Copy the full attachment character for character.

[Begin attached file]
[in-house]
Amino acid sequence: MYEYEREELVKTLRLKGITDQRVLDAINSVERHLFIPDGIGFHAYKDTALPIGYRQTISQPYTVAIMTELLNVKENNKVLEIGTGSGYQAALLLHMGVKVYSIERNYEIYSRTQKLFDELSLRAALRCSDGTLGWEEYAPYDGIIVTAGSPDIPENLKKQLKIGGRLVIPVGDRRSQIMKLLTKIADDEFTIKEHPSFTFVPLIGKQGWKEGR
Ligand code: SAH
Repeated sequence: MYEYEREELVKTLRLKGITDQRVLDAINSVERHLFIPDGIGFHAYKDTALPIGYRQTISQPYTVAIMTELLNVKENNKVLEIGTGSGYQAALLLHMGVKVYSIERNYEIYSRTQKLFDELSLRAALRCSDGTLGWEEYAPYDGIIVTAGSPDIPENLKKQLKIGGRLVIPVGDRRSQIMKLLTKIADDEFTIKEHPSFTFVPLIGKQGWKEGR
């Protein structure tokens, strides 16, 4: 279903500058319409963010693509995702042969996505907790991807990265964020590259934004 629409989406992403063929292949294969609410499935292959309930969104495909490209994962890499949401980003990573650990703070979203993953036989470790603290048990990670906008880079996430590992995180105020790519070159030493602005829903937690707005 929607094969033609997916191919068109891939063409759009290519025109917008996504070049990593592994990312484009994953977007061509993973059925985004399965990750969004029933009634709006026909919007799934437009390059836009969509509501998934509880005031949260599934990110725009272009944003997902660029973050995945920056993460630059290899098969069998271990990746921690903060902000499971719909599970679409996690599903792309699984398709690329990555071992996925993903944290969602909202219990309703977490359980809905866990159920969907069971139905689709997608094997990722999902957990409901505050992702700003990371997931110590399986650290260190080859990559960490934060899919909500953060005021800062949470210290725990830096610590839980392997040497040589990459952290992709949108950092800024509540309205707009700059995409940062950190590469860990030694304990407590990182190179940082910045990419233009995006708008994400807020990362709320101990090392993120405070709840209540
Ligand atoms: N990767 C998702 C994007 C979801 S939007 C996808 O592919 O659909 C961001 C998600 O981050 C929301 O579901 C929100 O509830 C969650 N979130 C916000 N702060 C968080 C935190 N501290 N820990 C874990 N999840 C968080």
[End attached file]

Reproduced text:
[in-house]
Amino acid sequence: MYEYEREELVKTLRLKGITDQRVLDAINSVERHLFIPDGIGFHAYKDTALPIGYRQTISQPYTVAIMTELLNVKENNKVLEIGTGSGYQAALLLHMGVKVYSIERNYEIYSRTQKLFDELSLRAALRCSDGTLGWEEYAPYDGIIVTAGSPDIPENLKKQLKIGGRLVIPVGDRRSQIMKLLTKIADDEFTIKEHPSFTFVPLIGKQGWKEGR
Ligand code: SAH
Repeated sequence: MYEYEREELVKTLRLKGITDQRVLDAINSVERHLFIPDGIGFHAYKDTALPIGYRQTISQPYTVAIMTELLNVKENNKVLEIGTGSGYQAALLLHMGVKVYSIERNYEIYSRTQKLFDELSLRAALRCSDGTLGWEEYAPYDGIIVTAGSPDIPENLKKQLKIGGRLVIPVGDRRSQIMKLLTKIADDEFTIKEHPSFTFVPLIGKQGWKEGR
């Protein structure tokens, strides 16, 4: 279903500058319409963010693509995702042969996505907790991807990265964020590259934004 629409989406992403063929292949294969609410499935292959309930969104495909490209994962890499949401980003990573650990703070979203993953036989470790603290048990990670906008880079996430590992995180105020790519070159030493602005829903937690707005 929607094969033609997916191919068109891939063409759009290519025109917008996504070049990593592994990312484009994953977007061509993973059925985004399965990750969004029933009634709006026909919007799934437009390059836009969509509501998934509880005031949260599934990110725009272009944003997902660029973050995945920056993460630059290899098969069998271990990746921690903060902000499971719909599970679409996690599903792309699984398709690329990555071992996925993903944290969602909202219990309703977490359980809905866990159920969907069971139905689709997608094997990722999902957990409901505050992702700003990371997931110590399986650290260190080859990559960490934060899919909500953060005021800062949470210290725990830096610590839980392997040497040589990459952290992709949108950092800024509540309205707009700059995409940062950190590469860990030694304990407590990182190179940082910045990419233009995006708008994400807020990362709320101990090392993120405070709840209540
Ligand atoms: N990767 C998702 C994007 C979801 S939007 C996808 O592919 O659909 C961001 C998600 O981050 C929301 O579901 C929100 O509830 C969650 N979130 C916000 N702060 C968080 C935190 N501290 N820990 C874990 N999840 C968080």